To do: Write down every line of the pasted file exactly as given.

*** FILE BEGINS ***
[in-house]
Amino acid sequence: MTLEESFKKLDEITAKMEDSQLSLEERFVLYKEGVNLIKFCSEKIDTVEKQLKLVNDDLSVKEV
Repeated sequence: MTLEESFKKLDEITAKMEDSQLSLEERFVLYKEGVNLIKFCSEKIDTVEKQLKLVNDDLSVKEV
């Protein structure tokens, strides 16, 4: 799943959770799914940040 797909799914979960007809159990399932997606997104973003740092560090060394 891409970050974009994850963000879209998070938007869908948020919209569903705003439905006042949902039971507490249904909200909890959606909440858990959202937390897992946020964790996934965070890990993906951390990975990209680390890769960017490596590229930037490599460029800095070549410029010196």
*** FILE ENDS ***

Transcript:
[in-house]
Amino acid sequence: MTLEESFKKLDEITAKMEDSQLSLEERFVLYKEGVNLIKFCSEKIDTVEKQLKLVNDDLSVKEV
Repeated sequence: MTLEESFKKLDEITAKMEDSQLSLEERFVLYKEGVNLIKFCSEKIDTVEKQLKLVNDDLSVKEV
């Protein structure tokens, strides 16, 4: 799943959770799914940040 797909799914979960007809159990399932997606997104973003740092560090060394 891409970050974009994850963000879209998070938007869908948020919209569903705003439905006042949902039971507490249904909200909890959606909440858990959202937390897992946020964790996934965070890990993906951390990975990209680390890769960017490596590229930037490599460029800095070549410029010196």